Oh, the sweet ambient folk of Kieran O’Brien… This Irish lad from Galway shapes out a sound that surrounds the listener in a soothing haze on his single, “Won’t You”. There is a touch of melancholy to the music on the song that pairs well with the wistful vocals. “Won’t You” is the second track from O’Brien’s EP, After the Storm, which came out just a few months back. This song is my personal favorite of the four that appear on the EP so I consider it a worthy introduction to the work of Kieran O’Brien. Check out “Won’t You” below or head here for the full EP.
The folk songwriter known as Ivory Tusk enchants listeners on his new single, “Ripples”. This single provides an engaging opening for Ivory Tusk’s recent release, Rising Lights, which came out on Jan. 8th. Ivory Tusk originates from Buenos Aires where he also recorded Rising Lights. His forthcoming release, Zephyr, due out later this year, was recorded in Nashville. Ivory Tusk is planning a European Tour this year, but we at YabYum are hoping still for a Phoenix stop to be added. Last time Ivory Tusk passed through he shared the Trunk Space stage with Justin Moody. Now, that I’d like to see. Until we get those tour dates, enjoy “Ripples” below and then head here to listen to the complete EP.**[See Note Below]
The smoky vocals of Lea Thomas drew me into “Want for Nothing” – the title track from her 2017 album. Calm but in no way aloof, “Want for Nothing” manages to attain soothing and emotionally tumultuous in the same stanza. Originally from Maui, Thomas is Brooklyn-based these days. There is definitely a citified air to her sound, one more cloudy than sunny. I can get behind that. Check out “Want for Nothing” below and then head here for the complete LP.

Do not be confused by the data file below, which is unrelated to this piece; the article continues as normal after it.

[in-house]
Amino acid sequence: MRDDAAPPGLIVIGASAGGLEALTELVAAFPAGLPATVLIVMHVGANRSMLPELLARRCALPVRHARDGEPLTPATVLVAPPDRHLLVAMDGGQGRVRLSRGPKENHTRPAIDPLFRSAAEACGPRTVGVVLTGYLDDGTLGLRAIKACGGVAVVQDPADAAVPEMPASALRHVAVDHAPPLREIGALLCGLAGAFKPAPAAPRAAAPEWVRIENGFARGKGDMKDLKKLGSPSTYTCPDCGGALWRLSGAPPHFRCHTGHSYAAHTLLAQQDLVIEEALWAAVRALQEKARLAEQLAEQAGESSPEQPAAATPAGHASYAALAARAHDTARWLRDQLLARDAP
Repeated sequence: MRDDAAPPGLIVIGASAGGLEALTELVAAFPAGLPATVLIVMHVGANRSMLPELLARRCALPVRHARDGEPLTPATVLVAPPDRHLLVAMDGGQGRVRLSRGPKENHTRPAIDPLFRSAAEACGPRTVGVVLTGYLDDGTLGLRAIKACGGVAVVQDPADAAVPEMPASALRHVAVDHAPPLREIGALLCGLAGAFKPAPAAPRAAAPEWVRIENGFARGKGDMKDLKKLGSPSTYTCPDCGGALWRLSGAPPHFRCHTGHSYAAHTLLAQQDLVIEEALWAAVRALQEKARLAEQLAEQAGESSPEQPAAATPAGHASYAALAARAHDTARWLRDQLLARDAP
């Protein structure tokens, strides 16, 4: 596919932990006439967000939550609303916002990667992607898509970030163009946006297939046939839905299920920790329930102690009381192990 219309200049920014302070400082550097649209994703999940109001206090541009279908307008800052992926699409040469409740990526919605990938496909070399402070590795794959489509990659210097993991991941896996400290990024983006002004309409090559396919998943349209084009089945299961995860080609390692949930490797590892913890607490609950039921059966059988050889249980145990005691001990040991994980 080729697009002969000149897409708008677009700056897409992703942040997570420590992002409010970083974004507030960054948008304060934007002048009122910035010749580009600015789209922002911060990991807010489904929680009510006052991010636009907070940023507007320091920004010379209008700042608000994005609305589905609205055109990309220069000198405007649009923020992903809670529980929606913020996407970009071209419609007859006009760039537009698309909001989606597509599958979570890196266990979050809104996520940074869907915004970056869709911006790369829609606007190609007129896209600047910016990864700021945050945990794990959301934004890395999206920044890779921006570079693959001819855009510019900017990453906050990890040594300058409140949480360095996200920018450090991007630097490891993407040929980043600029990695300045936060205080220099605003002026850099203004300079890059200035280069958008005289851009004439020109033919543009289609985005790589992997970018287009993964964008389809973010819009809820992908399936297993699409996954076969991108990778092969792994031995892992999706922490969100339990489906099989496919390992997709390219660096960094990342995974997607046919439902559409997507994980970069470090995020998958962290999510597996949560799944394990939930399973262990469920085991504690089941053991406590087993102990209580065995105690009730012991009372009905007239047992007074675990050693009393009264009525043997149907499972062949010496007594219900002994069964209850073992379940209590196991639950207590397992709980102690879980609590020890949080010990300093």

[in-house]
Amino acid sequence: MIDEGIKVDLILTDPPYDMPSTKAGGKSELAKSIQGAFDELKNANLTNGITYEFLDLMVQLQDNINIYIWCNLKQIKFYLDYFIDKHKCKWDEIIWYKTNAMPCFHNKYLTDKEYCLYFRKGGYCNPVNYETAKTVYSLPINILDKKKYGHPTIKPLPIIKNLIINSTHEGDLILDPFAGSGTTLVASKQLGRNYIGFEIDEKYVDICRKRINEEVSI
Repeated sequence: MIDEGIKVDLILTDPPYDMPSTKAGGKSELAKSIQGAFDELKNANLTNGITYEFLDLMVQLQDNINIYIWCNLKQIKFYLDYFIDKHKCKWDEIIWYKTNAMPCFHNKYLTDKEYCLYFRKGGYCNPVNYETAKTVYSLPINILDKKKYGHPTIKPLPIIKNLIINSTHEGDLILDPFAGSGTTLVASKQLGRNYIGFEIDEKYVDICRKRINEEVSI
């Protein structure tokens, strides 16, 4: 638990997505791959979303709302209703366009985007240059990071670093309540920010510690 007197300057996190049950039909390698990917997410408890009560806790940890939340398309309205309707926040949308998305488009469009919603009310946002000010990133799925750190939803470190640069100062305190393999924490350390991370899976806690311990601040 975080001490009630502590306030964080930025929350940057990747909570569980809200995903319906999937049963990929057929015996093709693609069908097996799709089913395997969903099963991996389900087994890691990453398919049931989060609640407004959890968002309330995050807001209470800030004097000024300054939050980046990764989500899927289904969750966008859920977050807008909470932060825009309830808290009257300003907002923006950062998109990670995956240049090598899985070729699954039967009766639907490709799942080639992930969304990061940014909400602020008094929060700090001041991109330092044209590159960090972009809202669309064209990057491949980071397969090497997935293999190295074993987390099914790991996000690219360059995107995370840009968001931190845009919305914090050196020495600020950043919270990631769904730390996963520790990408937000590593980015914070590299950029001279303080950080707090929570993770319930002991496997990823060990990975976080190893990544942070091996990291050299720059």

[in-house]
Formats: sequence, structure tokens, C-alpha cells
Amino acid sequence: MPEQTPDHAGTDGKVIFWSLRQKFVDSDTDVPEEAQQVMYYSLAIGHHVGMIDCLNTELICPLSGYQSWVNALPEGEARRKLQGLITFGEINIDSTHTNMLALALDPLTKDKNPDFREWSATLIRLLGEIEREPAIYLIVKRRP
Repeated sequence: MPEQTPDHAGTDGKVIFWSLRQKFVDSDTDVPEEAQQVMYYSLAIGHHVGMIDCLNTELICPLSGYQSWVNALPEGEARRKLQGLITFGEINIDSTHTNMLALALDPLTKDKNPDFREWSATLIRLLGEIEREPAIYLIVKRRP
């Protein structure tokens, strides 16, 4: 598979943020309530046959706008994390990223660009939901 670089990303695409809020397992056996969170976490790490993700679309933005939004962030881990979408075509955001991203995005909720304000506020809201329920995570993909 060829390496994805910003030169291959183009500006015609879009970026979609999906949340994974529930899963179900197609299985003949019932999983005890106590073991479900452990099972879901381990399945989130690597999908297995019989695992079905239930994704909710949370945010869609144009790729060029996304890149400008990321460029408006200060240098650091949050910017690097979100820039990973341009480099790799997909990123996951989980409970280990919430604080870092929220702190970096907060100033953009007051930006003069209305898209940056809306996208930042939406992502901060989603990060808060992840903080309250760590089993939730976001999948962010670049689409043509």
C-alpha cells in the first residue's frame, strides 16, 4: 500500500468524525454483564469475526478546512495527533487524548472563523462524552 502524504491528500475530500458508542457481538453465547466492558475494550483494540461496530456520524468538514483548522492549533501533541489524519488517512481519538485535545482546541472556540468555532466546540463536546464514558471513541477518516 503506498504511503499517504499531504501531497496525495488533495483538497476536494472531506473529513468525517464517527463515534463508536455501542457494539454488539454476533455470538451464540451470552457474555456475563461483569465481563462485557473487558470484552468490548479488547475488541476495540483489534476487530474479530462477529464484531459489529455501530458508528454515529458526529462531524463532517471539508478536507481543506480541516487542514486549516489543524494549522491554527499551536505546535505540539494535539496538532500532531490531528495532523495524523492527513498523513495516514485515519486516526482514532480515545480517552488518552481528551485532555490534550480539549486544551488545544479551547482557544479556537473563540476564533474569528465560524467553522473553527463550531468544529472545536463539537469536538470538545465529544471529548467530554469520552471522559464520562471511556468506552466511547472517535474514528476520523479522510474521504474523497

Justin Levinson applies a 60s slant to contemporary indie pop for a refreshing, summertime sound. This East Coaster definitely has some California vibes buried in his heart of hearts. “Homewrecking Machine” carries some Beatles-esque motifs in the soundscape, including rich harmonies and uplifting energy. The single comes to us from Levinson’s 2017 release, Yes Man, so if you dig what you’re hearing, I suggest procuring the complete album for your personal collection (available here).
I’m totally enamored with the musical stylings of George Linton. This songwriter from the U.K. has a stripped down style that hinges on the storytelling of his songwriting. “That’s Okay My Dear” has a sweet-tempered sound to match its doting lyricism. Definitely spend some time with “That’s Okay My Dear” below. This demo track is a tremendously promising start for young Mr. Linton.
L.A.-based songbird Nilu offers up this simple and soulful single, “What I’m Looking For”. Only single guitar provides the stripped bare melody over which Nilu’s voice flies. Lithe and powerful, Nilu’s vocals define this track and make it shine. Check out “What I’m Looking For” by Nilu below and then head here to add the single to your own playlists.